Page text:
Abbreviations – Grades 4-6


Our Abbreviations lesson plan teaches students about abbreviations both in writing and for other purposes. Students learn some common abbreviations and learn why abbreviations are so widely used.

Included with this lesson are some adjustments or additions that you can make if you’d like, found in the “Options for Lesson” section of the Classroom Procedure page. One of the optional additions to this lesson is to allow your students to use the Internet to find more abbreviations to add to the lists provided in the lesson.

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What our Abbreviations – Grades 4-6 lesson plan includes

Lesson Objectives and Overview: Abbreviations – Grades 4-6 teaches students the basics about what abbreviations are and how to use them. Students collaborate on an activity to create their own abbreviations. They learn why abbreviations are used and are instructed to identify abbreviations in text and determine what purpose they serve within that text. At the end of the lesson, students will be able to define what an abbreviation is and recognize the most used abbreviations used in writing and for other purposes. This lesson is for students in 4th grade, 5th grade, and 6th grade.

Classroom Procedure

Every lesson plan provides you with a classroom procedure page that outlines a step-by-step guide to follow. You do not have to follow the guide exactly. The guide helps you organize the lesson and details when to hand out worksheets. It also lists information in the green box that you might find useful. You will find the lesson objectives, state standards, and number of class sessions the lesson should take to complete in this area. In addition, it describes the supplies you will need as well as what and how you need to prepare beforehand.  The supplies you will need for this lesson are scissors and the handouts.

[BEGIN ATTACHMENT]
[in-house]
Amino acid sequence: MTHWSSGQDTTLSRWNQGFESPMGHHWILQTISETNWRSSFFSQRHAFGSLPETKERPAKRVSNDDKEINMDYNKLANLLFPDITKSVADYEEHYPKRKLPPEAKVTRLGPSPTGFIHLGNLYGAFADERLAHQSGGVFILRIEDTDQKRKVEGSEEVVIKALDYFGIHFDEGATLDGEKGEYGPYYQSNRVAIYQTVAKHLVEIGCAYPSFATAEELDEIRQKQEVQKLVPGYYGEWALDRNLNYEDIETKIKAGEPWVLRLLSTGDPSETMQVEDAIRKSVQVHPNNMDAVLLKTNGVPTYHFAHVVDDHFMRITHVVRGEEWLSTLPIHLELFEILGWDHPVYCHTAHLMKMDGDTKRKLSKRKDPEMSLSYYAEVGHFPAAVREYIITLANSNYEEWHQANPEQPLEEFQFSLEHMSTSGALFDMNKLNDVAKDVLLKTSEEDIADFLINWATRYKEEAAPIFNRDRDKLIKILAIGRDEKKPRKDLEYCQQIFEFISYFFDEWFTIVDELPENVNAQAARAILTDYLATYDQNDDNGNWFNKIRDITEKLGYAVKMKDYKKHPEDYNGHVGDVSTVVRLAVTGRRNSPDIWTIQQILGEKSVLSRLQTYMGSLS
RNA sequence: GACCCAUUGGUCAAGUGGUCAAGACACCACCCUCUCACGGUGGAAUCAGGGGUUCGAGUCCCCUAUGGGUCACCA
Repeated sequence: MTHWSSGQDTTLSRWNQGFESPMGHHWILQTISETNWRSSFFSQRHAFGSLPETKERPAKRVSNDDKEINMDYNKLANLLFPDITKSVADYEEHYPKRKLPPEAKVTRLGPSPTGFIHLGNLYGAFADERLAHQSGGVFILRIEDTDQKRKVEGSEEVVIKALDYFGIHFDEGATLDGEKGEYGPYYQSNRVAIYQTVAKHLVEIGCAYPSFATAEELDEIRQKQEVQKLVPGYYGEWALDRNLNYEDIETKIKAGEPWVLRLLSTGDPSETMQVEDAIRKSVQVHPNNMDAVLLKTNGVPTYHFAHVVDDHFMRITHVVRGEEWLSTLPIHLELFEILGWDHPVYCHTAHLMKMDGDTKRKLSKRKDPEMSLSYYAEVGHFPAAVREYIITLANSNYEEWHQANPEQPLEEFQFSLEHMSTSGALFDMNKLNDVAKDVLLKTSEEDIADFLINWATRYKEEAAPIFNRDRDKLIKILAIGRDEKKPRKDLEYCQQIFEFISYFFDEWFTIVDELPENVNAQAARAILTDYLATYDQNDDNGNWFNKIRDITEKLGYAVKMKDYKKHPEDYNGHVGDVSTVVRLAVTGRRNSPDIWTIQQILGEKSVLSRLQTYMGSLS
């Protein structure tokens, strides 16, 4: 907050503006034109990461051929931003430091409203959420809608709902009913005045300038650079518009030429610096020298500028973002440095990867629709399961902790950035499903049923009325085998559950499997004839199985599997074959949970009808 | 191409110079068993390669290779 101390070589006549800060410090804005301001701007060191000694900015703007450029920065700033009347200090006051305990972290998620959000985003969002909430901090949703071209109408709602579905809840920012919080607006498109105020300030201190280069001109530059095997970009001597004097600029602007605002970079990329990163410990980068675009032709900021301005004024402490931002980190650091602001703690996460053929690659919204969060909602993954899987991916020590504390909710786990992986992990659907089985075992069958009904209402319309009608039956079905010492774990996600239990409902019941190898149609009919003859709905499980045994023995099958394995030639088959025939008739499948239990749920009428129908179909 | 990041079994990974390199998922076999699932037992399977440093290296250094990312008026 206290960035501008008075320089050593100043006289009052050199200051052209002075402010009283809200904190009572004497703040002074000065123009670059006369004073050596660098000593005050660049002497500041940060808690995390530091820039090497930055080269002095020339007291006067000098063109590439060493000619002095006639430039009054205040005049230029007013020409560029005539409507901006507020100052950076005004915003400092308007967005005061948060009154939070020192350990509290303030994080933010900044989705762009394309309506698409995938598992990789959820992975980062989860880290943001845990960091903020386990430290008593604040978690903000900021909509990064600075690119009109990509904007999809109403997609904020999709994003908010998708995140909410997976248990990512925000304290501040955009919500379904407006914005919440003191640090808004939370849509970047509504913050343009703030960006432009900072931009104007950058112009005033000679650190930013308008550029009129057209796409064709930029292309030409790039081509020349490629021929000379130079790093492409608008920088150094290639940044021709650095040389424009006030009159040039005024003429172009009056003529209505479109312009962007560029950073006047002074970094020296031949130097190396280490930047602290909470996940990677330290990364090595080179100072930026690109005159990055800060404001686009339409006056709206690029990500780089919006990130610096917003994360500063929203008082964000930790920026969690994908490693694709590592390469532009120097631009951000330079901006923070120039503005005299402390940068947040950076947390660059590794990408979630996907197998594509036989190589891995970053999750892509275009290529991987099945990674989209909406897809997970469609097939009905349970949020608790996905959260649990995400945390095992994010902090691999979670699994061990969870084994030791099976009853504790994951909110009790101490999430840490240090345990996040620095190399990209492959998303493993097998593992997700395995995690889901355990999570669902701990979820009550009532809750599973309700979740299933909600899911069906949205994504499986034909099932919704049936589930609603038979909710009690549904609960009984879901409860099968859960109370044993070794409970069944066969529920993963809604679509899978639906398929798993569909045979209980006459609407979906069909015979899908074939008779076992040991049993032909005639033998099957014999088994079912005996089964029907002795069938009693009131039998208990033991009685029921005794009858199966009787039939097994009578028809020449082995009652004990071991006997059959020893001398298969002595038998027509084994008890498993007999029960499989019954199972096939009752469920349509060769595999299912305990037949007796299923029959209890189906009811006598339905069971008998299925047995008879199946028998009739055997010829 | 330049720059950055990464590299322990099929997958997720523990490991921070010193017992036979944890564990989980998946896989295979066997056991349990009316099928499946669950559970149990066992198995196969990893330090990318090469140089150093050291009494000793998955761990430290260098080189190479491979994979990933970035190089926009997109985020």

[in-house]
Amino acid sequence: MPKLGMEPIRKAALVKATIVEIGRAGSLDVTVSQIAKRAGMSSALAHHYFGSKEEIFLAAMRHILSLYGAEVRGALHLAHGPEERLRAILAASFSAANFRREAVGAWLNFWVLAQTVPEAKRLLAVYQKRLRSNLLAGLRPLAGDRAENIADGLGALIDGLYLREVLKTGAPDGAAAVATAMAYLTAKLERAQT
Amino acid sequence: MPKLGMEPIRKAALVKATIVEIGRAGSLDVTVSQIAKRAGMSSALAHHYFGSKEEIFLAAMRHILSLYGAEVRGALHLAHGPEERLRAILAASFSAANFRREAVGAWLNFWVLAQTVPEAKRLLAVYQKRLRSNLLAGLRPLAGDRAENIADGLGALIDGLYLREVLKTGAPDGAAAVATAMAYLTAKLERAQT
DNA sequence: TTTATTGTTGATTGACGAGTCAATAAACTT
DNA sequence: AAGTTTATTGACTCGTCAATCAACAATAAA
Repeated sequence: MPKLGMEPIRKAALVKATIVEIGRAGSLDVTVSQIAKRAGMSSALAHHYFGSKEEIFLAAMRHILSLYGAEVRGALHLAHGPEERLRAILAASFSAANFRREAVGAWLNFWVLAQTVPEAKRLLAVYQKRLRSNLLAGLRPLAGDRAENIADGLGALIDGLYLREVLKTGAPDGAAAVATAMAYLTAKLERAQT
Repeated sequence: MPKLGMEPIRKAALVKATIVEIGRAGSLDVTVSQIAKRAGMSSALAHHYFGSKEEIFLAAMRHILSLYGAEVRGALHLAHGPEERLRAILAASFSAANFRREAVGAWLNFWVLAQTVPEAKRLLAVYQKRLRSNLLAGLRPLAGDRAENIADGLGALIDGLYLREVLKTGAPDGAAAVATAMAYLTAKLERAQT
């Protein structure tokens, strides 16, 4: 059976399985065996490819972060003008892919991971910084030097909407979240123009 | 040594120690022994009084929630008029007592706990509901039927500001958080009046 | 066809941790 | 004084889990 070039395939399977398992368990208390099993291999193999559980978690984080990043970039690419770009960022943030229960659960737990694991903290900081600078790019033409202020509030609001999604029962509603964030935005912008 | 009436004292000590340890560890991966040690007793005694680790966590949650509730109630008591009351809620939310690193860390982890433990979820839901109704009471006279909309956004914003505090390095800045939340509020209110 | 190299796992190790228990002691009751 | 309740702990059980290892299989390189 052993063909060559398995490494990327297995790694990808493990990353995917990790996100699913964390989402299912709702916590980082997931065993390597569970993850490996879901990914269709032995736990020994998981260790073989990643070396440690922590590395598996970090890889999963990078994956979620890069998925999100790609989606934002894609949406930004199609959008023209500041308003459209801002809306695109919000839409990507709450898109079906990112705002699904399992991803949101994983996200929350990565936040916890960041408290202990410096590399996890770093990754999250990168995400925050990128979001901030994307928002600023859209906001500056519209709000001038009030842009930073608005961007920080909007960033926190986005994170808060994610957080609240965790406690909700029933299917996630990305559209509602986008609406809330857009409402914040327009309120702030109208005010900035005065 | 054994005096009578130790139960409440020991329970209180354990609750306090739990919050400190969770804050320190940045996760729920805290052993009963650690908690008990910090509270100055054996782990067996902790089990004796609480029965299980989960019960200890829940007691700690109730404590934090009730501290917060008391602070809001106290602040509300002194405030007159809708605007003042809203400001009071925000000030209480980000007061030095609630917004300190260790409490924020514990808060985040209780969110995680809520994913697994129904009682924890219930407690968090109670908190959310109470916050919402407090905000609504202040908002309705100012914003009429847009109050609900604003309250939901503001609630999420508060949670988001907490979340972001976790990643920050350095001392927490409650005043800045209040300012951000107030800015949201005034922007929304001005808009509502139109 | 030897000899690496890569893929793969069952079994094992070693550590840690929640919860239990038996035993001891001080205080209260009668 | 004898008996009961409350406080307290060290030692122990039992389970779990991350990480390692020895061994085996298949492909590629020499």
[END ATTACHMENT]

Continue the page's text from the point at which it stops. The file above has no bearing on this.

Options for Lesson

Included with this lesson is an “Options for Lesson” section that lists a number of suggestions for activities to add to the lesson or substitutions for the ones already in the lesson. One suggested addition to this lesson is to allow your students to use the Internet to find more abbreviations to add to the lists provided in the lesson. During the lesson activity, you could allow students to switch partners halfway through. Finally, you can also teach your students about acronyms during this lesson.

Teacher Notes

The teacher notes page includes a paragraph with additional guidelines and things to think about as you begin to plan your lesson. This page also includes lines that you can use to add your own notes as you’re preparing for this lesson.



The Abbreviations – Grades 4-6 lesson plan includes seven content pages, several of which are lists of abbreviations. The lesson opens with a sentence made almost entirely of abbreviations: The Jr. atty., dept. mgr., and dr. all met in Feb. to discuss NASA. Can you read this sentence? It contains six abbreviations and one acronym. Abbreviations are shorter spellings of words or expressions people use every day. Acronyms are substitutes for the words that make up an organization’s name or slogan, often made up of initials. We use abbreviations and acronyms all the time! They’re both shortened versions of words, but they’re not the same.

You might have used abbreviations in emails or text messages to friends and family. We have a whole category for text abbreviations, some of which you might already use. The lesson includes some examples, including AD (awesome dude), AFAIK (as far as I know), and AFK (away from keyboard).